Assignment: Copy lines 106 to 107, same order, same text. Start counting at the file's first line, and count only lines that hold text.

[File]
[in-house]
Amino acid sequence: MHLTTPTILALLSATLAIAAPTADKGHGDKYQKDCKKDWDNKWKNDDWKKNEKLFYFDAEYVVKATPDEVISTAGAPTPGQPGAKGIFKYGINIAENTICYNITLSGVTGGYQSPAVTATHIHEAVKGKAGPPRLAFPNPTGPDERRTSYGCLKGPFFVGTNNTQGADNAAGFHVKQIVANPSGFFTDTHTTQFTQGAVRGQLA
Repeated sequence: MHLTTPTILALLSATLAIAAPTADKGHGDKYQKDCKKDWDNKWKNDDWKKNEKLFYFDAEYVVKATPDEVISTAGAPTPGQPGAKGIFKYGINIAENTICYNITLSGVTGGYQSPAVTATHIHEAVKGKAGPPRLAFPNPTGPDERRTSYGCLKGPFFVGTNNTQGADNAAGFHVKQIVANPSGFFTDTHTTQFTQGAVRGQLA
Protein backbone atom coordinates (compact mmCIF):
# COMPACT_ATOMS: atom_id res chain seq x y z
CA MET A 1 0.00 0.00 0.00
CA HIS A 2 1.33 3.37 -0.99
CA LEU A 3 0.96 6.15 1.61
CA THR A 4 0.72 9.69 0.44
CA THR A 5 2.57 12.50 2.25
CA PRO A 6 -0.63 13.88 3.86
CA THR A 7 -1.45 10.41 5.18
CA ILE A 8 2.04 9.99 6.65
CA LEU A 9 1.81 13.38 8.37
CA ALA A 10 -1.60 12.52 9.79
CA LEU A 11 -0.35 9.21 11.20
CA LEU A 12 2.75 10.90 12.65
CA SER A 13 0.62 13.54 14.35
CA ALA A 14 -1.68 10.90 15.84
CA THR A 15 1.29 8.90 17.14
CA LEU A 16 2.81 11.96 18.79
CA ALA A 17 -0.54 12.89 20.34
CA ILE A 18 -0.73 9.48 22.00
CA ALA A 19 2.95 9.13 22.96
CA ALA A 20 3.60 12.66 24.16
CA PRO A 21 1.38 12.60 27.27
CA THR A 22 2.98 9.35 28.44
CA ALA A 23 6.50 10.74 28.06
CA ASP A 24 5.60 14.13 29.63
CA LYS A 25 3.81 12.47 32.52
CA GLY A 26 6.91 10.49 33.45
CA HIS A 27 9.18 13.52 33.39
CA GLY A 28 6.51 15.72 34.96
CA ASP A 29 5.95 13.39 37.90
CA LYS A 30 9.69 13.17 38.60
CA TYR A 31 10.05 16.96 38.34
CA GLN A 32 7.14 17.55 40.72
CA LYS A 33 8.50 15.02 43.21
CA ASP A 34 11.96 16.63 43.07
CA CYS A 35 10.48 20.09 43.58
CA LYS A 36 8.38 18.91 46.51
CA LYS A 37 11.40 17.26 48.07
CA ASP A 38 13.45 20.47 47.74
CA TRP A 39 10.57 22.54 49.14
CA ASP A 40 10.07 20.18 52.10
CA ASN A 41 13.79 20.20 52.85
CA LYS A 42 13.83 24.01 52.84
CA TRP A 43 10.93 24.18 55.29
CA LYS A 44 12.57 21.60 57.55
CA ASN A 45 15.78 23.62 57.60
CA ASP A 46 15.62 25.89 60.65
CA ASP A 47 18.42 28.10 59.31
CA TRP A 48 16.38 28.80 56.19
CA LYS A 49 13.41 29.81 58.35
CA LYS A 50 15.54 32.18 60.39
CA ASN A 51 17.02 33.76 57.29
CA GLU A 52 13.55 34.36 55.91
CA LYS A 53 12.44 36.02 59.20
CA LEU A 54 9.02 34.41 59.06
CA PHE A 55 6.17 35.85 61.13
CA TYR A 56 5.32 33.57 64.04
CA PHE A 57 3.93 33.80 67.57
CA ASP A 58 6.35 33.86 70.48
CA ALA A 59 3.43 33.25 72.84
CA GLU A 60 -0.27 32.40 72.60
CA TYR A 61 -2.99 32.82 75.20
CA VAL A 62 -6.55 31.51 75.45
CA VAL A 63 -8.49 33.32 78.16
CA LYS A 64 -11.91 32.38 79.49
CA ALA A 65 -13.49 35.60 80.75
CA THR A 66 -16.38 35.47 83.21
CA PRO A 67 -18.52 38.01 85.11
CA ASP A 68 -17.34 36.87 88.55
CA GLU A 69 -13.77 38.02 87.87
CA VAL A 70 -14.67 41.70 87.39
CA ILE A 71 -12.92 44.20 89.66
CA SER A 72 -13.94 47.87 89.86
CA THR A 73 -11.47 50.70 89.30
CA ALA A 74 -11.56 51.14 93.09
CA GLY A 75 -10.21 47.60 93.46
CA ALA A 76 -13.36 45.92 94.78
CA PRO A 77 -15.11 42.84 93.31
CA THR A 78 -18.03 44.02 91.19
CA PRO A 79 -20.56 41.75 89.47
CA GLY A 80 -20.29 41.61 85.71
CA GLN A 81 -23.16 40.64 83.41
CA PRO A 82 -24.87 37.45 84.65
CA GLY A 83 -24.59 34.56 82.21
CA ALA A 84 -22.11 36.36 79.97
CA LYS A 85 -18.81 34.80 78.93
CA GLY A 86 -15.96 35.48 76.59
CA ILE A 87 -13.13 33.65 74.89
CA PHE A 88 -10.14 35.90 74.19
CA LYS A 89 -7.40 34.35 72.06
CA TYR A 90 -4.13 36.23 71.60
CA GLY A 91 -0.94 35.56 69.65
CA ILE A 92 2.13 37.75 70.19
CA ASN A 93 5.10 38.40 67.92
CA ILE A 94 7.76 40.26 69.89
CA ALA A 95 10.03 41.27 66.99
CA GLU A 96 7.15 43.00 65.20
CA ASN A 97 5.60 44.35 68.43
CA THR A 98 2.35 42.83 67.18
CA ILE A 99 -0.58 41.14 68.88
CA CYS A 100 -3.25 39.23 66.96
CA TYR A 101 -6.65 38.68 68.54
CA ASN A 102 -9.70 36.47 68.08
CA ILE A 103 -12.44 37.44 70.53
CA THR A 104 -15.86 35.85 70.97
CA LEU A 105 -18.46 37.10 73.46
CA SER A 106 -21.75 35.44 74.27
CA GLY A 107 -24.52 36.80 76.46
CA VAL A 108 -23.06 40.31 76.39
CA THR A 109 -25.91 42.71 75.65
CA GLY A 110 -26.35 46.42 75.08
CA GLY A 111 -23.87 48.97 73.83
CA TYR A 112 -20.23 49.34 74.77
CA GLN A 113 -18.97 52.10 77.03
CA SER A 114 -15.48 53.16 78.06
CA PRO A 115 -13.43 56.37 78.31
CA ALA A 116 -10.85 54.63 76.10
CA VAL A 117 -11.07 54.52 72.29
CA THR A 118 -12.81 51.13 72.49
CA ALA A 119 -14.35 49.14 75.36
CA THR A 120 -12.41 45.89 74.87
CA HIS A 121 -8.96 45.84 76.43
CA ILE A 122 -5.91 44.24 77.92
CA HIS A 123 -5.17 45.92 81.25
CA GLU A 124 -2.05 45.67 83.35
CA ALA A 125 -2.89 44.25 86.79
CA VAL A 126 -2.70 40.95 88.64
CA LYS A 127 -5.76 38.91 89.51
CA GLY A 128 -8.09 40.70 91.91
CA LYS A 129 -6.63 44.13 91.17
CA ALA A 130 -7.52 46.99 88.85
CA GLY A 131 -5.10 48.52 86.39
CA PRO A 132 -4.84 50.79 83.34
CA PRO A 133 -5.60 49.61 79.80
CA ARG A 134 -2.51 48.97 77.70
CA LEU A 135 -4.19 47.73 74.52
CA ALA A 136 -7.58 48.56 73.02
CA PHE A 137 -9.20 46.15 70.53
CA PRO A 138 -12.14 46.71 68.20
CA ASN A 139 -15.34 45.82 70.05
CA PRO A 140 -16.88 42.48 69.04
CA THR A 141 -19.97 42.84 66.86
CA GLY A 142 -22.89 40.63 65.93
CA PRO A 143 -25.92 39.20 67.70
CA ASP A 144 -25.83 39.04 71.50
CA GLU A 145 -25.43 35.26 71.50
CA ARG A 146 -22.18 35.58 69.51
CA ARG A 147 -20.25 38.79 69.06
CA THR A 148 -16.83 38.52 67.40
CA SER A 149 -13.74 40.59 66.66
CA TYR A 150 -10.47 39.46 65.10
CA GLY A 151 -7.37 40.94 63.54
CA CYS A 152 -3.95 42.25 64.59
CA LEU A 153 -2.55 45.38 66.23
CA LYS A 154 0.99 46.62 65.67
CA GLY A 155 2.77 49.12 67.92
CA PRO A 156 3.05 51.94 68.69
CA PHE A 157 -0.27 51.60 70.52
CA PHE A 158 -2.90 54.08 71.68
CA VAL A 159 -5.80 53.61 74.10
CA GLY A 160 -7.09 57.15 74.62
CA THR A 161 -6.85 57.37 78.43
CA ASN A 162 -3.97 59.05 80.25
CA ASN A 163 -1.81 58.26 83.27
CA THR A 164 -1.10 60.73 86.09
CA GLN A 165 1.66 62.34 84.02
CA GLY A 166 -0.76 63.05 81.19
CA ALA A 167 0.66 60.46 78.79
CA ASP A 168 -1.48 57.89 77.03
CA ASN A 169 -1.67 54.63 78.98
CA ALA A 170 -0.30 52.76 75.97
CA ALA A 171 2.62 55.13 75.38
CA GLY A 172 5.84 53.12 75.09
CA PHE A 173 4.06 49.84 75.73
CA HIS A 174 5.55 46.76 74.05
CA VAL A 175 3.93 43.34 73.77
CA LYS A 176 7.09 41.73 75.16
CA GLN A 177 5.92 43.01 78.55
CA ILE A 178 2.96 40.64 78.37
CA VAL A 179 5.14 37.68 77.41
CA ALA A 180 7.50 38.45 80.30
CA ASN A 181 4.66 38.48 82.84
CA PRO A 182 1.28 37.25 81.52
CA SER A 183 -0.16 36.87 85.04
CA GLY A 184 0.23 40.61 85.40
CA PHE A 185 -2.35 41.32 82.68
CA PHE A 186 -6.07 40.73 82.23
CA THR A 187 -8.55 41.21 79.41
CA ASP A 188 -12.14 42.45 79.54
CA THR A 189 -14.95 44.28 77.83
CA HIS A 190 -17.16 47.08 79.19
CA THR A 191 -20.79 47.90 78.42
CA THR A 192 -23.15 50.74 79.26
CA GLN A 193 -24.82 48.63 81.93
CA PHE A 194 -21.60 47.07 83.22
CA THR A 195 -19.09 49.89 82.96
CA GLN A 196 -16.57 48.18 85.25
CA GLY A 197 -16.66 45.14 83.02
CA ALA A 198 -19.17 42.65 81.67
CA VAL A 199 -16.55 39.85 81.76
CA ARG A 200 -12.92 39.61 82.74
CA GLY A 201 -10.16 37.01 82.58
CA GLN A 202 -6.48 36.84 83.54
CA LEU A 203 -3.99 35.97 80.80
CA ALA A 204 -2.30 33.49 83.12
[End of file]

CA TYR A 101 -6.65 38.68 68.54
CA ASN A 102 -9.70 36.47 68.08